Public Lives: George Takei

Find Your State

Know the laws in your state that protect LGBT people and people living with HIV.
The activist and actor talks to Lambda Legal about turning 80, his teenage heartthrob and fighting the good fight.
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Your musical  about Japanese American internment camps  in the U.S. seems so prescient right now. Allegiance is a story about racism and how destructive it is. Some people and the government couldn’t see that fact. All they saw was that we looked like the enemy. This recent election showed that many didn’t know American history. In particular, this dark chapter of our history when racism took over, combined with war hysteria, and put innocent people, American citizens, in prison camps. This assumption that immigrants are all alike. Allegiance underscores how people can love each other if they can see beyond difference.

Your musical ends with optimism. Do you think in that same way about the future of our country? Oh, I’m still in shock. The recovery is soon to come, I know, because we have to recover. The fundamental ideals, the core ideals of this country, are what’s got to move us forward.

What would you say, especially to the members of the LGBT community, who may be feeling scared after the election? I’m someone who grew up behind barbed wire fences and here I am today. It’s important that we actively engage in this participatory democracy and not flee from what we stand for. If anything, this has got to galvanize us even more.

Fear has also been at the center of the whole “bathroom predator” issue. People are creating a problem where none existed. Politicians who are resistant to the idea of diversity in our society are making up issues. When you challenge them to name a case where sexual predation has happened, they can’t. They say, “I’ll look into it.” But, they cannot point to an example. Ultimately we’re going to win in the same way that marriage equality was fiercely resisted by these very same people. We’ve got to be engaged to protect what we’ve gained and also to continue to push the nation forward.

You came out at the  age of 68. Yes. During my time, you could not be gay and have a visible career. Once I started making some progress as an actor, getting cast, there was that fear that it was going to be taken away from me. When I was a teenager my movie heartthrob was Tab Hunter. He was gorgeous. He was the star of almost every other Warner Brothers release at that time. But when he was exposed as being gay, his career just stalled. For me, that was a very intense wakeup call.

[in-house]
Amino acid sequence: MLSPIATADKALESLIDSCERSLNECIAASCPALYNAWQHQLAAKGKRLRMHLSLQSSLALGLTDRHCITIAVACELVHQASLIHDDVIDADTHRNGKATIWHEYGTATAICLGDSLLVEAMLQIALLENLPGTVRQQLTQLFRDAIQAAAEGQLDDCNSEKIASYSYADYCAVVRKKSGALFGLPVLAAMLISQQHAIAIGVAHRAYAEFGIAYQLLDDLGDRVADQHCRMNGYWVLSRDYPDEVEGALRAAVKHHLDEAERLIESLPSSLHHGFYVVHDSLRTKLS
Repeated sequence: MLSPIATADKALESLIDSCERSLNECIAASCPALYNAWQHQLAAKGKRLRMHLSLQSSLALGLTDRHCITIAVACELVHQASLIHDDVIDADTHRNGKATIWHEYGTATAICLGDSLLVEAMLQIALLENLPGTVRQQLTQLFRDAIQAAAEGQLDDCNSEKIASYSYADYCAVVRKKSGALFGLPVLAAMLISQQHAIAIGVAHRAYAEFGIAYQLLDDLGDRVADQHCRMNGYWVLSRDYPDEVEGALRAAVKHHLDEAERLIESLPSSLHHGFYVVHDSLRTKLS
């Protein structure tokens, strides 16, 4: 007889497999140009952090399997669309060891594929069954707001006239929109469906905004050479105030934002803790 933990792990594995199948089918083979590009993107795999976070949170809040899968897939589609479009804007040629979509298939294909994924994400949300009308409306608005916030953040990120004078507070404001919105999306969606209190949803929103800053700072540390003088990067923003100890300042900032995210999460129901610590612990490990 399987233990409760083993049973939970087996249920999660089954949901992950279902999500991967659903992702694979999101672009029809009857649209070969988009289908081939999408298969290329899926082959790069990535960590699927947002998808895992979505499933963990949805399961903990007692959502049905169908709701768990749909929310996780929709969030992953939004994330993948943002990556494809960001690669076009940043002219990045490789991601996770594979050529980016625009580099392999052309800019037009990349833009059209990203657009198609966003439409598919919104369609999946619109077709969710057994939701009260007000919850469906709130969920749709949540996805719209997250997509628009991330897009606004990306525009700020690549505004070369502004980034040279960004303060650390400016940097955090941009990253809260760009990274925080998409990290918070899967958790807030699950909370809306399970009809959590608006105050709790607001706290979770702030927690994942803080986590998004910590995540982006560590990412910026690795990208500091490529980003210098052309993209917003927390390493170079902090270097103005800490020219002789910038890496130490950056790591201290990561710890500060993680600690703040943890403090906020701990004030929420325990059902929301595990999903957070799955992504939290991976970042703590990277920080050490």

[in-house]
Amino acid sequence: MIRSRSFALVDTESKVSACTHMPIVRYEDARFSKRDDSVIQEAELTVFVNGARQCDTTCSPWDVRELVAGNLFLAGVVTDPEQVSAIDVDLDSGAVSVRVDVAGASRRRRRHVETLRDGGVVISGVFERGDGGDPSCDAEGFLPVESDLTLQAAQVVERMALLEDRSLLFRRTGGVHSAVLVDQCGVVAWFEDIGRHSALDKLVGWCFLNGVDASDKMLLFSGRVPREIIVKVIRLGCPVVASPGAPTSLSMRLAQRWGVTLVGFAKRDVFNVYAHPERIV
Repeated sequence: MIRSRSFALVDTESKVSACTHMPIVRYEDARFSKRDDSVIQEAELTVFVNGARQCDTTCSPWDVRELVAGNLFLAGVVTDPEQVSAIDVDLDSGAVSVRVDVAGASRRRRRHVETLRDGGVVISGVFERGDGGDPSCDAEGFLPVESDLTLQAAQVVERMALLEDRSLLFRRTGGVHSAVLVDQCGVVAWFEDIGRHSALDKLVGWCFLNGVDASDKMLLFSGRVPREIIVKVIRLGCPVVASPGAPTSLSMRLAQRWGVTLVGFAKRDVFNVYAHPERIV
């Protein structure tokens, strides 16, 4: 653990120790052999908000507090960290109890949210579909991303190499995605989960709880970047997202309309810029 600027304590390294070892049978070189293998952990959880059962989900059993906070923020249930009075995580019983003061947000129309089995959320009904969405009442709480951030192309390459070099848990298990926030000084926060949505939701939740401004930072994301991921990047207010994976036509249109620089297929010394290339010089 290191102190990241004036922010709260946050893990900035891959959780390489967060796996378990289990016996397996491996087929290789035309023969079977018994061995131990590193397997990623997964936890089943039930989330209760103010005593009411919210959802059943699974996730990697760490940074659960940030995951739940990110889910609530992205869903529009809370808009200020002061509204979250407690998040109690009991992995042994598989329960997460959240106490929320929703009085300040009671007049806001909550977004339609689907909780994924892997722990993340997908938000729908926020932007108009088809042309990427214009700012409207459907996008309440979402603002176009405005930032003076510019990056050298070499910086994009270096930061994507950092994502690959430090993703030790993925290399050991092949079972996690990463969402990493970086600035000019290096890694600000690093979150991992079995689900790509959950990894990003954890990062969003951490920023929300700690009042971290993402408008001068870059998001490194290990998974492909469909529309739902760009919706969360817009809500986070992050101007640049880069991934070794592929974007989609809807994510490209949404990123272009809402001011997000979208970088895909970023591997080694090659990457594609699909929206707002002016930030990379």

Then came Star Trek. But Star Trek was cancelled in ’69 and that was the year of Stonewall. Here I am having worked steadily for three seasons and suddenly I’m unemployed.

And you were in  the closet. Stonewall was exciting.  At long last, here are people standing up, saying, “We won’t take this anymore.”  I was vocal on very important issues of the time, like civil rights and the antiwar movement. Yet I was silent on the very issue that was profoundly personal to me. It was torturous. I lived with this constant, needleprick anxiety and fear of exposure. And it’s difficult to have a relationship when you’re asking yourself: will he be damaging to me?

You came out so publicly. I blasted Arnold Schwarzenegger’s veto of the marriage equality bill in California that day. Once I made that move to speak out to the press for the first time as gay man, I felt completely myself.

You’re everywhere. Onstage, online, making appearances. What’s your secret? I’ve been an activist throughout my life on political and social justice issues. When you’re engaged like this, it’s difficult to spend 24 hours a day on social media. We have a team and a timetable so  we can build an audience.

You’re returning to the stage in Pacific Overtures in April, and you turn 80 that same month. Congratulations. I’d like to shout it from  the mountaintops. The theater has always been  my first love.

How do you do eight performances a week? Discipline and staying healthy. We’re living longer and we’re finding new challenges. That's why LGBT seniors are an issue that has to be more on the minds of people who advocate for LGBT equality. We need to create an environment where they can be truly comfortable. Some people have had to go back into the closet when they go into assisted or communal living, just to survive. I have contributed funds to build a housing complex for LGBT seniors in Los Angeles.

You’re fighting the  good fight. We LGBT people have made such amazing ad- vances. We’re all pulling at the same wagon, as I say.


George Takei stars in  Classic Stage Company’s production of Pacific Overtures in New York City, opening April 6